by Jeanne Lang Jones, Staff Writer, Puget Sound Business Journal
Solar cells and semiconductor chips have a lot in common. There’s enough similarity in how they’re made that a group of Seattle brokers has carved a global niche in selling chip plants to be converted to production of solar cells for the booming alternative-energy industry.
Colliers International’s Advanced Technology Real Estate Group, or ATREG, predicts half of the world’s semiconductor manufacturers will be making solar cells by 2020.
Since it was founded in 1997, ATREG has handled more than $2 billion in sales of chip plants, said Stephen Rothrock, a senior vice president at Colliers. Rothrock is one of two directors, along with Colliers Senior Vice President Doug Barrett.
Over that time, the deals have evolved from straightforward real estate transactions to sales of intellectual property and companies, Rothrock said, as buyers realize work forces could be retrained and equipment adapted for solar cell production.
Already, ATREG is seeing an increase in sales of chip plants to solar companies.
In mid-October, SolarWorld AG, a publicly traded German manufacturer of solar cells, opened the largest solar cell manufacturing plant in North America in a refurbished chip plant in Hillsboro, Ore. The $40 million sale of the former Komatsu chip plant was handled by the parties: sellers Benaroya Co. and Real Property Investors and buyer SolarWorld AG. The 480,000-square-foot manufacturing plant is expected to create 1,000 new jobs.
In a recent report, ATREG noted the sale of three other chip plants to solar wafer manufacturers, including plants in Munich and Frankfurt, Germany, and Tres Cantos, Spain. A fifth sale and conversion is pending. Such purchases are appealing to solar energy companies because they can save money and as much as two years’ time in buying an existing facility rather than building a new one.
Additionally, ATREG has been retained by an undisclosed company interested in doing solar manufacturing.
“They are shopping globally but have a strong desire to be in the U.S.,” said Eric Larsen, a Colliers vice president and member of the ATREG team.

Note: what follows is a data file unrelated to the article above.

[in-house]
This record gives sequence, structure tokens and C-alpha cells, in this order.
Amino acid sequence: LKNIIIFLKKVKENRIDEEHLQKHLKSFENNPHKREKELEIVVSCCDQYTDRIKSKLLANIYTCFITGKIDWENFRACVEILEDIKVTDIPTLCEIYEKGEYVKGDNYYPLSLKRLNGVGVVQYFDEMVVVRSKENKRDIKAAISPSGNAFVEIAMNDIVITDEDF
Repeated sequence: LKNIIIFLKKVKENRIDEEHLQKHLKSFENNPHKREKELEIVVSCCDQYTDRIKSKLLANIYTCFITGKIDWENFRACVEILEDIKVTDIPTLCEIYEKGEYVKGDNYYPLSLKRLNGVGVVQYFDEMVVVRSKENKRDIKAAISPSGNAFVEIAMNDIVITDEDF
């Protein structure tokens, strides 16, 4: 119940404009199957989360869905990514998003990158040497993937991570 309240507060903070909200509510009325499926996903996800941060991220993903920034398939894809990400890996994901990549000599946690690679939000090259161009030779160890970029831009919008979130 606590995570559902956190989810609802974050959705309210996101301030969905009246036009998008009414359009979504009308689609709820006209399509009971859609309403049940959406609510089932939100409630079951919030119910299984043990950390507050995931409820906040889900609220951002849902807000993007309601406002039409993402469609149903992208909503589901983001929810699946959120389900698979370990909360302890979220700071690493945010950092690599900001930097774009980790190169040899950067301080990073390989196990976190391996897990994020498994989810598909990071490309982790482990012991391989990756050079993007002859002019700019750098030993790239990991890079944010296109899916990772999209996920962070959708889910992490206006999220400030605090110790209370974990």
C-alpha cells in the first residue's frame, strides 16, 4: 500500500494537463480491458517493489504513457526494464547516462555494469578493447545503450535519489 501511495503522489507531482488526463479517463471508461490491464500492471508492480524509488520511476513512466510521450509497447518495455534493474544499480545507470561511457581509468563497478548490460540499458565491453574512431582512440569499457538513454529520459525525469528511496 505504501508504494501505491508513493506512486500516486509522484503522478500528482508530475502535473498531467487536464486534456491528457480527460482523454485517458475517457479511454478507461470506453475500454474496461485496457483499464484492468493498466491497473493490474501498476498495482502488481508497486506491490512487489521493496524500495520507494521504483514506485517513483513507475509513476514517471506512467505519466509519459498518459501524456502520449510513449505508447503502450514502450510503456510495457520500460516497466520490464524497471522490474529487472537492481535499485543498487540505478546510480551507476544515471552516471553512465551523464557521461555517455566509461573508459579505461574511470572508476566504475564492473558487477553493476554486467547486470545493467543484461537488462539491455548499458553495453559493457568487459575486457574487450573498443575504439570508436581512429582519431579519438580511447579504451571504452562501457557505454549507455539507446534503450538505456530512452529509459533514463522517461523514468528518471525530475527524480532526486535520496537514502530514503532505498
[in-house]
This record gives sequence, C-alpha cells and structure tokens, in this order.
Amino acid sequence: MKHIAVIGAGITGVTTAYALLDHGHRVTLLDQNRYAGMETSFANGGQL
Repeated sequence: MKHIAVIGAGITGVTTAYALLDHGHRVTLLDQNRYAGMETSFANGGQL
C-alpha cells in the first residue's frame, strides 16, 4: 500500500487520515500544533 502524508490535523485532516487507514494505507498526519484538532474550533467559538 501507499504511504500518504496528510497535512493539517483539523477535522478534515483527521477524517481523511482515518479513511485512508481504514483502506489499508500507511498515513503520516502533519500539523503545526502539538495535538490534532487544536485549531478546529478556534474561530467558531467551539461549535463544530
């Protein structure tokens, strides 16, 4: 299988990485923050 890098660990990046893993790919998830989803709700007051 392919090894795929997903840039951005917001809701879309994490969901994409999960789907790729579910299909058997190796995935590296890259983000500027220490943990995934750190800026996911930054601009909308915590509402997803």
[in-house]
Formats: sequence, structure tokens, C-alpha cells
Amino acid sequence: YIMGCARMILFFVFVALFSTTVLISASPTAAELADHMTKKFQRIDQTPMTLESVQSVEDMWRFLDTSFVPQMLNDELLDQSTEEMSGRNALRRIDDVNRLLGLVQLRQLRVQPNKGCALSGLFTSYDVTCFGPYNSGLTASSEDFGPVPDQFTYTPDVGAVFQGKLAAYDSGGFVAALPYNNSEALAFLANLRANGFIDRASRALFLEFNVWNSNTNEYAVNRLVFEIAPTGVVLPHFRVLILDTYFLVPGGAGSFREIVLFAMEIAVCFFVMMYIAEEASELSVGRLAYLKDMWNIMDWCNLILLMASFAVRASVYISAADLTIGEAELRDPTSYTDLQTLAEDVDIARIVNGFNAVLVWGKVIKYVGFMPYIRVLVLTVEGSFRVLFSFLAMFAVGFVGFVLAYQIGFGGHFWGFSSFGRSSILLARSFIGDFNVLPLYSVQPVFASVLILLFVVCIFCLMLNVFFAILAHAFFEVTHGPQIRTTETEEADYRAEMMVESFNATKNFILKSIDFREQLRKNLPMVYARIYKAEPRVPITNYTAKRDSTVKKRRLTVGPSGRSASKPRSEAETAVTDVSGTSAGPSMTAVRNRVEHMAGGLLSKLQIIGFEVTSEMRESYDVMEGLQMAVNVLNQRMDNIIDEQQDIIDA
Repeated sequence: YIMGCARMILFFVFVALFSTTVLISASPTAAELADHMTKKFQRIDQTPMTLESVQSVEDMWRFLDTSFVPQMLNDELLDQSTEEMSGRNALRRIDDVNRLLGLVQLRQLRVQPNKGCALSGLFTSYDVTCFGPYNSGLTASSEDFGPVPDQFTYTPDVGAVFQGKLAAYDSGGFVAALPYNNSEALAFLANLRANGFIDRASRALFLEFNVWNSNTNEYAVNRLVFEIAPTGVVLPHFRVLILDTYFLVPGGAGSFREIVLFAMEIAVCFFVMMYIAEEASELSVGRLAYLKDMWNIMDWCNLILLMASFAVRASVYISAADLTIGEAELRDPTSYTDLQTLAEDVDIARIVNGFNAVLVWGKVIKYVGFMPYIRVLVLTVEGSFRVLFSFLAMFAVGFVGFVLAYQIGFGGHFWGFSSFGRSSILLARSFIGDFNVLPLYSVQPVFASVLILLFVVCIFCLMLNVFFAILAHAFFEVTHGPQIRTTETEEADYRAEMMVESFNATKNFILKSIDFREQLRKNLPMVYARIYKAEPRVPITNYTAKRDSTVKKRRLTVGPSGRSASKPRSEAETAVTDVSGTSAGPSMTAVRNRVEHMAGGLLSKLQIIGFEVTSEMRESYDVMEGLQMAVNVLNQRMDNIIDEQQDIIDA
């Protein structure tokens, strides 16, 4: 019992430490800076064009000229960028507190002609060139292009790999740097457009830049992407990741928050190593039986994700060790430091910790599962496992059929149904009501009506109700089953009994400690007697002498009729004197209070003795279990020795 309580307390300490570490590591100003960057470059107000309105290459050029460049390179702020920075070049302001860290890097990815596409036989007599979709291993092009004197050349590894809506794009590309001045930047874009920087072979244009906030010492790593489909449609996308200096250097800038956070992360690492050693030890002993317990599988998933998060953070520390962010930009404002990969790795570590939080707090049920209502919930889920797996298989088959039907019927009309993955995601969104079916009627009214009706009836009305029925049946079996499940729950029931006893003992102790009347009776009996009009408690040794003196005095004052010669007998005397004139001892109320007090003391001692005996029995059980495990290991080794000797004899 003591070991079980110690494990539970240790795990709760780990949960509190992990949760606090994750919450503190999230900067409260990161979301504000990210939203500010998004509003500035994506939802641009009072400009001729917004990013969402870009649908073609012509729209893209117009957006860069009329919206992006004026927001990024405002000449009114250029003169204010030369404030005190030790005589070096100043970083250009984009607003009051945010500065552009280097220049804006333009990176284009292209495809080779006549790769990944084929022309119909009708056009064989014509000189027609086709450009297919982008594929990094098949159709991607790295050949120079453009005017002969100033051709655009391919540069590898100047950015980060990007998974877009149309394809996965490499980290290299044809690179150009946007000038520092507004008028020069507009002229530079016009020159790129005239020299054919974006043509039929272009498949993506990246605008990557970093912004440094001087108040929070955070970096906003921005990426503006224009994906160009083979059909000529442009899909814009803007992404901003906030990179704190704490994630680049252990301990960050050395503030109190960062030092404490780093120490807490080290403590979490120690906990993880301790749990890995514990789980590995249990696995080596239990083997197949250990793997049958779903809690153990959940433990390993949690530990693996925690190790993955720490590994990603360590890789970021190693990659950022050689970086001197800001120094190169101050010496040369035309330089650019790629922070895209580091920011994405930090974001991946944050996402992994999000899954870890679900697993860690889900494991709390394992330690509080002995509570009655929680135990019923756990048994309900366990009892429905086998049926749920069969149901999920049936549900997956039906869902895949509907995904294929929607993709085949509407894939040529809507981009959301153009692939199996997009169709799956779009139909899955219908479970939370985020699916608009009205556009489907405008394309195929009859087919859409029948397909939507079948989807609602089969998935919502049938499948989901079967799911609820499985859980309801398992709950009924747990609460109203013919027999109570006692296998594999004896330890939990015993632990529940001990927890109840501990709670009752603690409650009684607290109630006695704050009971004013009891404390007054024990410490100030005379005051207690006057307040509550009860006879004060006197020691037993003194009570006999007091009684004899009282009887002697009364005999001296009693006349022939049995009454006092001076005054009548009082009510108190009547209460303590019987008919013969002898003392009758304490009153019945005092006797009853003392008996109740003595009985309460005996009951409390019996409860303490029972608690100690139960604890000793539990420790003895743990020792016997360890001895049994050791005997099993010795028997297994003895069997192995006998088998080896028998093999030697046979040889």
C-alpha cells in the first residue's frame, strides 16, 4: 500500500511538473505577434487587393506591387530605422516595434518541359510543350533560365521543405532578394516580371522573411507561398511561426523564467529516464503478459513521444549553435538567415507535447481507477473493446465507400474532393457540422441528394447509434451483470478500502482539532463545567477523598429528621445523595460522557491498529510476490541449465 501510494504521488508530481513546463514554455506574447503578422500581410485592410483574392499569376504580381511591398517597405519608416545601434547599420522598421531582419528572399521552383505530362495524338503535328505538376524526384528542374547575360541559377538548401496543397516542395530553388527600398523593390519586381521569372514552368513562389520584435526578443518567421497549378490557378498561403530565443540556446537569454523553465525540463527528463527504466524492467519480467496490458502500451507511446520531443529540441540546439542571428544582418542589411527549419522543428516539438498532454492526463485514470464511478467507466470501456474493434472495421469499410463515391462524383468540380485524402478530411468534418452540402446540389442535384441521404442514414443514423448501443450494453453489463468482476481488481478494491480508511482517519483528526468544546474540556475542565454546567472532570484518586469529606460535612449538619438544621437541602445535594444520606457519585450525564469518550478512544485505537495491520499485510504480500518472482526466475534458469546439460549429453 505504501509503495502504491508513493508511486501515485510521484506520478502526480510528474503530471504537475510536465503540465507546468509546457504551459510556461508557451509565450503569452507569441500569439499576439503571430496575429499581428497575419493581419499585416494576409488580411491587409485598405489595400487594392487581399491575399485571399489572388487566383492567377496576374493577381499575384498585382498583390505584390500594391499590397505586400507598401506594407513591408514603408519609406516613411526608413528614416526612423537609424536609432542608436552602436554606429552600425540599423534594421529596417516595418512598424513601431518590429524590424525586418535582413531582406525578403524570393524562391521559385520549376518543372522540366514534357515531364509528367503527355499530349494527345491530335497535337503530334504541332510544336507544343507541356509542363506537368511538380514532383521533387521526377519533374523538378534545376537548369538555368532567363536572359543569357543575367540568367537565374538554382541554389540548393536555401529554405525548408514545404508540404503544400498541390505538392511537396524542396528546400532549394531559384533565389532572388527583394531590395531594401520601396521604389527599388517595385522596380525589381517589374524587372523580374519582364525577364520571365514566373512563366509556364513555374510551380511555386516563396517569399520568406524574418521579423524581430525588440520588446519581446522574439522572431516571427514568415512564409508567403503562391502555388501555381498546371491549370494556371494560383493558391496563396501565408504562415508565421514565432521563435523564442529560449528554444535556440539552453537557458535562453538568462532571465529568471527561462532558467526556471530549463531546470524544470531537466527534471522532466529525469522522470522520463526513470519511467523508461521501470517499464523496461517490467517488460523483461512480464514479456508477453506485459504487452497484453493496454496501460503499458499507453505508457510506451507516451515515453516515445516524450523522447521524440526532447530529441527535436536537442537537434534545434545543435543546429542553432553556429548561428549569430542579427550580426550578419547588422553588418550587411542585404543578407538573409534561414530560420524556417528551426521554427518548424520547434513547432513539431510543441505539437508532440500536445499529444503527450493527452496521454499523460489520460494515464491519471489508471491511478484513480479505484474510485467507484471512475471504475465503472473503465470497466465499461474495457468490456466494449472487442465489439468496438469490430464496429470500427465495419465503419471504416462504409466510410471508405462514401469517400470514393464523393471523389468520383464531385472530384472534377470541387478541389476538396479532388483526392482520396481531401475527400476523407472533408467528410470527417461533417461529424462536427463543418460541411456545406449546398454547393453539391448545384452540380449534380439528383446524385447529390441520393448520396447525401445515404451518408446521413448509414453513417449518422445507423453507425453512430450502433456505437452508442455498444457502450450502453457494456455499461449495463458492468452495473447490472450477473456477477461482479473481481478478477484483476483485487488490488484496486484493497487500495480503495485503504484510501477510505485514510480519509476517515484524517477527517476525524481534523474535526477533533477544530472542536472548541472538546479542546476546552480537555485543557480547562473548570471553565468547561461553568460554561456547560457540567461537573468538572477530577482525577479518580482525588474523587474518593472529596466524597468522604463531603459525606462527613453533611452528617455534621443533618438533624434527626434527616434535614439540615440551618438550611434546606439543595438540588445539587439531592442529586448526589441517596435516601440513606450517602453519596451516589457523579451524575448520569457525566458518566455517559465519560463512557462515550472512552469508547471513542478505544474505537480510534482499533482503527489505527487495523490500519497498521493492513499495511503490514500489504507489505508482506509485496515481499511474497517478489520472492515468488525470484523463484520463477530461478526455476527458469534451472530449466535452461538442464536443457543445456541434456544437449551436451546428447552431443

Rothrock said it takes between 12 and 18 months to set up the manufacturing equipment in an existing plant, compared to 18 to 20 months needed simply to obtain permitting for constructing a new plant. And converting from semiconductors to solar panels is not that hard.
“They are sister technologies,” Rothrock said. “It is easier to go from semiconductor manufacturing to solar, which is less sophisticated.”
The trend comes as makers of computerized devices that use chips shut down their plants to outsource their chip manufacturing to chip foundries overseas, while others selling computer memory devices are migrating to newer, more cost-effective equipment. ATREG expects more than 16 of the enormous manufacturing plants to be put up for sale in coming months.
According to the Colliers report, global demand for solar energy will increase 40 percent by 2032 as the technology becomes a more viable alternative source of electricity. Within the next seven years, electricity produced by solar power could be as cheap as that produced by fossil fuels or other forms of energy, according to the June 2008 McKinsey Quarterly report produced by business consultants McKinsey & Co. McKinsey further predicts that solar capacity worldwide will grow between 20 and 40 times its current capacity.
In Phoenix, solar cells are being installed on commercial rooftops, said Larsen.
“There is almost a whole new real estate market in big box stores, but on the roof,” he said.
Larsen expects interest in solar panels will pick up as more companies explore offsetting their carbon footprints or trading carbon credits.
The increased interest in alternative energy sources is expected to boost the $20 billion solar industry to $74 billion in 2017, according to Clean Edge Inc., a research firm in the clean technology market.